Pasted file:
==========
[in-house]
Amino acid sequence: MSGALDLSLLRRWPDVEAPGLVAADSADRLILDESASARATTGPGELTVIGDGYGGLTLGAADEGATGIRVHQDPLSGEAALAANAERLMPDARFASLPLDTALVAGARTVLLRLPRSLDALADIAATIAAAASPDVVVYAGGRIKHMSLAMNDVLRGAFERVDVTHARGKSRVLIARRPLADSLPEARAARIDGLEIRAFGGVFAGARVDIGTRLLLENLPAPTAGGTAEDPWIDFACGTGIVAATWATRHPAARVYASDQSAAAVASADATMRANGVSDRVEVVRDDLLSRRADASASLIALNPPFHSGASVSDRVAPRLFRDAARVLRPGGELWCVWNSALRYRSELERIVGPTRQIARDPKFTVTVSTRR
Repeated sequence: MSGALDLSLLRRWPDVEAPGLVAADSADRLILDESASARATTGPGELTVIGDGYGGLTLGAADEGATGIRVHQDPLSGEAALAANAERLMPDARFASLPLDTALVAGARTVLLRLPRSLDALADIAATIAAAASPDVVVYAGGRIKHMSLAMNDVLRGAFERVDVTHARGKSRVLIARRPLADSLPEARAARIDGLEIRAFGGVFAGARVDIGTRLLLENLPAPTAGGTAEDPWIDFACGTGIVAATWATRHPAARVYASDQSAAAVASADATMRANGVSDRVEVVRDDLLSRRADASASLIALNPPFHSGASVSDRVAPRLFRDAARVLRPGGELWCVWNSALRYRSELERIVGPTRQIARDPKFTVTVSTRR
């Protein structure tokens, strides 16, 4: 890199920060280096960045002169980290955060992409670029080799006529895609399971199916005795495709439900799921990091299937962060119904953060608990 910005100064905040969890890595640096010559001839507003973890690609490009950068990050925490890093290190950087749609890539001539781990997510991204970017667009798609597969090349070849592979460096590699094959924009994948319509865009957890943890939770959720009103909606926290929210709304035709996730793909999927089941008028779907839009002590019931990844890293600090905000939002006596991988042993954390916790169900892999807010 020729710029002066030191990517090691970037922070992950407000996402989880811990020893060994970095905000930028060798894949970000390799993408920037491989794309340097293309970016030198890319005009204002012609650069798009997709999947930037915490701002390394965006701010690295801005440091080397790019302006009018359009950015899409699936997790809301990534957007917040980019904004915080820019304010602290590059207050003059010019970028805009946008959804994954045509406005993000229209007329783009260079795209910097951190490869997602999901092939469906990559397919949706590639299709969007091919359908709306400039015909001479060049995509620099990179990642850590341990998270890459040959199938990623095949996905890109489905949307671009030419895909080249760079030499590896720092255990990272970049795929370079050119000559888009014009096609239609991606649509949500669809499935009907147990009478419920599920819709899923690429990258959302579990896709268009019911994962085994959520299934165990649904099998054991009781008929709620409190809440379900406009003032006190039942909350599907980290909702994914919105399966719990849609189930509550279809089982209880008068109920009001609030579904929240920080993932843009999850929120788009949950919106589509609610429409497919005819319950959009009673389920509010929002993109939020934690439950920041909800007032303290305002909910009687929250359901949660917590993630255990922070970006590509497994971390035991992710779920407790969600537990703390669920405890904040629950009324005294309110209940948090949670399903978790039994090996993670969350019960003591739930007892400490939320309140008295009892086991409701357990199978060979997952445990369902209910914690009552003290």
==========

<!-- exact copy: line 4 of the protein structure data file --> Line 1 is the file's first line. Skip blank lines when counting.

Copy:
């Protein structure tokens, strides 16, 4: 890199920060280096960045002169980290955060992409670029080799006529895609399971199916005795495709439900799921990091299937962060119904953060608990 910005100064905040969890890595640096010559001839507003973890690609490009950068990050925490890093290190950087749609890539001539781990997510991204970017667009798609597969090349070849592979460096590699094959924009994948319509865009957890943890939770959720009103909606926290929210709304035709996730793909999927089941008028779907839009002590019931990844890293600090905000939002006596991988042993954390916790169900892999807010 020729710029002066030191990517090691970037922070992950407000996402989880811990020893060994970095905000930028060798894949970000390799993408920037491989794309340097293309970016030198890319005009204002012609650069798009997709999947930037915490701002390394965006701010690295801005440091080397790019302006009018359009950015899409699936997790809301990534957007917040980019904004915080820019304010602290590059207050003059010019970028805009946008959804994954045509406005993000229209007329783009260079795209910097951190490869997602999901092939469906990559397919949706590639299709969007091919359908709306400039015909001479060049995509620099990179990642850590341990998270890459040959199938990623095949996905890109489905949307671009030419895909080249760079030499590896720092255990990272970049795929370079050119000559888009014009096609239609991606649509949500669809499935009907147990009478419920599920819709899923690429990258959302579990896709268009019911994962085994959520299934165990649904099998054991009781008929709620409190809440379900406009003032006190039942909350599907980290909702994914919105399966719990849609189930509550279809089982209880008068109920009001609030579904929240920080993932843009999850929120788009949950919106589509609610429409497919005819319950959009009673389920509010929002993109939020934690439950920041909800007032303290305002909910009687929250359901949660917590993630255990922070970006590509497994971390035991992710779920407790969600537990703390669920405890904040629950009324005294309110209940948090949670399903978790039994090996993670969350019960003591739930007892400490939320309140008295009892086991409701357990199978060979997952445990369902209910914690009552003290």